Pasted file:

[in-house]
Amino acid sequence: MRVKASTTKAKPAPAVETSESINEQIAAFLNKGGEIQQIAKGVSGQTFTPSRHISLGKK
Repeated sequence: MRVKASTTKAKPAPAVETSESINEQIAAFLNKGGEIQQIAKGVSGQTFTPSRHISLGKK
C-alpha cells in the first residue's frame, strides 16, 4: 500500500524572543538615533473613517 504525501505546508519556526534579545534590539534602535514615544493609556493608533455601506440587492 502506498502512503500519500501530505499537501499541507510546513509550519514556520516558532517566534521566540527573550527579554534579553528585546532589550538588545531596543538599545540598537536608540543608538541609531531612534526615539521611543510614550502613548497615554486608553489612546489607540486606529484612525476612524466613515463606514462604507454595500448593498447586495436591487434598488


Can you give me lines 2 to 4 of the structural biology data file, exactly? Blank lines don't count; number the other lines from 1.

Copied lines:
Amino acid sequence: MRVKASTTKAKPAPAVETSESINEQIAAFLNKGGEIQQIAKGVSGQTFTPSRHISLGKK
Repeated sequence: MRVKASTTKAKPAPAVETSESINEQIAAFLNKGGEIQQIAKGVSGQTFTPSRHISLGKK
C-alpha cells in the first residue's frame, strides 16, 4: 500500500524572543538615533473613517 504525501505546508519556526534579545534590539534602535514615544493609556493608533455601506440587492 502506498502512503500519500501530505499537501499541507510546513509550519514556520516558532517566534521566540527573550527579554534579553528585546532589550538588545531596543538599545540598537536608540543608538541609531531612534526615539521611543510614550502613548497615554486608553489612546489607540486606529484612525476612524466613515463606514462604507454595500448593498447586495436591487434598488